On my way back from Bled to Ljubljana I took a break in the quaint town Skofja Loka, which is well worth seeing for a day trip. It is located at t the Selska Sora river about 25 km northeast of Ljubljana.
The 1000 year old town was proclaimed a cultural monument in 1987. Many historic buildings and squares prove its medieval character. Among them are the castle (Loski grad), parts of the historic city walls and the market square.
Puštal is a small suburb that lies just south of Škofja Loka and can be reached by leaving the southern end of Mestni trg and walking down a road called Kopaliska Ulica. From here you can cross a wooden footbridge that is known as Devils footbridge. The views of the river are very picturesque as you can see a weir and houses near the river. Further on is Nace's House which has an 18th century baroque wooden upper storey on top of a 16th century stone lower storey. Puštal also has its own castle which was originally built in 1220 but today is looking a bit rustic. The whole village is very peaceful and quiet and makes for a nice small walk around.
Škofja Loka (Bishop’s Meadow) is located 25km west of Ljubljana and is one of Slovenia’s oldest current settlements. Its history dates back at least 1000 years when in 973, German Emperor Otto II presented the Bavarian Bishops of Freising with the valleys along the Poljanscica and Selscica Rivers. Škofja Loka lies at the confluence of these two rivers and the town still retains some of its medieval charm despite being burned to the ground in 1457, attacked by Turks two decades later, hit by an earthquake in 1511 and succumbing to several fires at the end of the 17th century. Most of what survives today was built in the 18th century except for the town’s castle which was originally built in the 13th century and renovated in the 15th century. It commands a dominating position on a hill to the west of the town and today houses one of the best ethnographic collections in Slovenia. Other noteworthy sights include the towns small parish church of St James which dates back to the 13th century but whose main structure dates to the 16th century, a large 16th century granary, the 14th century stone Capuchin Bridge and several nice houses both in the town itself and in the nearby suburb of Puštal which features the beautiful 16th century wooden Nace House.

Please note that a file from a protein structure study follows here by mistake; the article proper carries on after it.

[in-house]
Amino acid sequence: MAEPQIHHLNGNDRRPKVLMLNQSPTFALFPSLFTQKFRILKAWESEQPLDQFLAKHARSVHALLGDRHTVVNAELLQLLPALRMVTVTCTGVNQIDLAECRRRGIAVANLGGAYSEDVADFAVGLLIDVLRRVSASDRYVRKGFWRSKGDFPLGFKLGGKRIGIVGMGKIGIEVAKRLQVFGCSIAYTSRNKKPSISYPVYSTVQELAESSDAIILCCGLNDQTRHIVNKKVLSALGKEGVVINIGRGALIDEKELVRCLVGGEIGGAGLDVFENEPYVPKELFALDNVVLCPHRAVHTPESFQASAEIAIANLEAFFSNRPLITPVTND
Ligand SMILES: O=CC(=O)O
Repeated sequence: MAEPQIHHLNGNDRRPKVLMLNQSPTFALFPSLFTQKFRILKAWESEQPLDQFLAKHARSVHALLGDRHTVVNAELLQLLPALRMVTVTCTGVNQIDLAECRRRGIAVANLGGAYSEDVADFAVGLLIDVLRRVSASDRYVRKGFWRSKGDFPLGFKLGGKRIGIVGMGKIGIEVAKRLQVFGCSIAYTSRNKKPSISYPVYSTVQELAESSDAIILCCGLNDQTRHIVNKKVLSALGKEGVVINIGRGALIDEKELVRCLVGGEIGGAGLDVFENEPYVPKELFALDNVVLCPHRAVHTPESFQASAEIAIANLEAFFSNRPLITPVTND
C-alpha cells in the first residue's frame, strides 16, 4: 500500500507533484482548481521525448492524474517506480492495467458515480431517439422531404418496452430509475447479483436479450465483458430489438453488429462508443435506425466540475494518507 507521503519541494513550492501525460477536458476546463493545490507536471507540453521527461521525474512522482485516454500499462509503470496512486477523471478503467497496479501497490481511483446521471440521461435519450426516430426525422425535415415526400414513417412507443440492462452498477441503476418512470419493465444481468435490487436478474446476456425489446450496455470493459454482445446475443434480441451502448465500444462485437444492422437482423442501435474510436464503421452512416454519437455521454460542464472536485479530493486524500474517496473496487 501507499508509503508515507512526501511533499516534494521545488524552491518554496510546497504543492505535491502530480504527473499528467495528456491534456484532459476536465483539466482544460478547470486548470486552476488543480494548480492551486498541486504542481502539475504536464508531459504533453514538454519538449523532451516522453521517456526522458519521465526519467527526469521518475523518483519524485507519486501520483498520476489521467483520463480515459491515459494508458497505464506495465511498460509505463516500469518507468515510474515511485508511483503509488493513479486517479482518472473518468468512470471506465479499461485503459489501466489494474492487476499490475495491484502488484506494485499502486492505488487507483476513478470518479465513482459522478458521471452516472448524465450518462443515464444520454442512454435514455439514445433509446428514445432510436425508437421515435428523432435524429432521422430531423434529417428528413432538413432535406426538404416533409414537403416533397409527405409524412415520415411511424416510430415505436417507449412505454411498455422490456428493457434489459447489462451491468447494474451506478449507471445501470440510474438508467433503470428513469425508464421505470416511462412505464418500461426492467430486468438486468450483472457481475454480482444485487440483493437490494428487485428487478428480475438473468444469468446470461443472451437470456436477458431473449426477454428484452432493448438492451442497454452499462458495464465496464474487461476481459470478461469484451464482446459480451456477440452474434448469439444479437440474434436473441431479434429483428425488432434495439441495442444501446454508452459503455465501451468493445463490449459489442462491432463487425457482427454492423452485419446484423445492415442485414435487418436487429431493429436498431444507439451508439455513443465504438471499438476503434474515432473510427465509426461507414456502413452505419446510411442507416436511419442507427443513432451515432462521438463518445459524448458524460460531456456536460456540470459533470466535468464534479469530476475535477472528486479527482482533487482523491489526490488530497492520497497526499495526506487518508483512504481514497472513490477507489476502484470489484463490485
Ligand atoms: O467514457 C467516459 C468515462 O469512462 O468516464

As Škofja Loka is only a short distance away from Slovenia’s capital, it only takes approx 30mins by bus to reach and as the town is small you really only need a morning or an afternoon to visit. I visited one morning before taking the bus to Kranj which I toured round in the afternoon.